There were others, real and fictional. I was thrilled by Anna Karenina and Emma Bovary, Ophelia and The French Lieutenant’s Woman as they broke rules, acted out and left a swath of pain across polite European society. They were mad with love, or just plain mad, and they lived passionately, hurtling towards tragedy without stopping to do laundry, pay bills or think about anyone else. I saw “The French Lieutenant’s Woman” before I read Fowles’ novel, and for days as I walked across my snow-covered college campus I imagined myself in a black, hooded cloak, flushed with madness over my seduction and abandonment, so far from the plodding rules of society that I could do anything to ease my pain. Meryl Streep’s character would not have sat in the counseling office telling a stranger in a Fair Isle sweater that she got really anxious sometimes. She would not try to get herself together to avoid upsetting her roommate or her parents.
Later, I was sucked in by Elizabeth Wurtzel’s Prozac Nation. Although whinier and more self-indulgent than the clean burning fuel of Plath’s brief, bright arc, her balls-out insanity attracted me. She actually did all of the crazy things that I wanted to do, at about the same time I wanted to do them, on the other side of the Charles River. She got on the plane and flew across the country to see the guy who wouldn’t answer her phone calls. She drank too much, got involved indiscriminately and then apologized to everyone she had hurt. She screamed at people, she burned bridges, and she woke up in strange places only to have some espresso and whip up an article for “Rolling Stone.” She couldn’t help it, she was sick, she was an artiste, she was acting on impulse, damning the torpedoes, creating memoir-worthy scenes and living on the razor’s edge. I was doing what I was supposed to do, unable to risk a reign of terror more significant than a solo crying jag in my apartment.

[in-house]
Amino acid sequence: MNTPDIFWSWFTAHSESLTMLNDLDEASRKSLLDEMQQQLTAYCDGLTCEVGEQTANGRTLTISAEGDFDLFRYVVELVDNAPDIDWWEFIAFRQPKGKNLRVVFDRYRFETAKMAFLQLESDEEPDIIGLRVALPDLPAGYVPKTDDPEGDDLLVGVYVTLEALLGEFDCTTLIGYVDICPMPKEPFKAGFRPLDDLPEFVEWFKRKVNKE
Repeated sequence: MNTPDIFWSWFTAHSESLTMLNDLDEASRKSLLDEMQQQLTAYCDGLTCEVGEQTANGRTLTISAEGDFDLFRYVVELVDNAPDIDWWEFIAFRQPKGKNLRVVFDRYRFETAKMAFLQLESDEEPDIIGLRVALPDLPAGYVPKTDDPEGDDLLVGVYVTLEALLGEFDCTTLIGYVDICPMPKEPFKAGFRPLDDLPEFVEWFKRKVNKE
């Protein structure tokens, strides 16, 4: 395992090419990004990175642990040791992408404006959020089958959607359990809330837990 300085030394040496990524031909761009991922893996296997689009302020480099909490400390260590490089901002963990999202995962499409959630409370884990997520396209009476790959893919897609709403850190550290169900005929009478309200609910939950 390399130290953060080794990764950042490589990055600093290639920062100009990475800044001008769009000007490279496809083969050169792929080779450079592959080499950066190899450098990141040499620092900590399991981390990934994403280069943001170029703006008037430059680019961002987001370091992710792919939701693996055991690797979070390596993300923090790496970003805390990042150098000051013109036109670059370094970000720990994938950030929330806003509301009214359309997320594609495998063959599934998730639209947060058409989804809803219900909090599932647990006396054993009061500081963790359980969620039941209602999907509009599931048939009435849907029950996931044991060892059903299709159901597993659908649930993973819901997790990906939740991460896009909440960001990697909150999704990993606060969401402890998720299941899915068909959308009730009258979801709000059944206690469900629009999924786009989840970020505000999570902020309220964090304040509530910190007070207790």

It is, in the final analysis, good to be relatively sane, to be considerate of the feelings of others, and to be able to conform to the basic rules of society. The drama in my life is confined to passive-aggressive Facebook statuses and the odd snarky remark at a City Council meeting. I’ve been good, I have left most boats un-rocked, and objectively I know that I have done right. The “I can’t help it” excuse for passionate excess is really only valid if one really can’t help it; clearly I can.
Sometimes, though, like tonight, I let myself walk that dark corridor towards the things I would do uncensored, wild, and quite mad. I become a fascinating woman in my imaginings, the jagged bright splinters of my psyche reflecting the light that burns at the very center of my being. I am an artiste, uncontrollable by social convention and hurtling towards a tragic finale.
Beneath the laundry, the volunteering and the sensible flats is a woman with a hell of a “hook.” Maybe it’s enough that I know she’s there.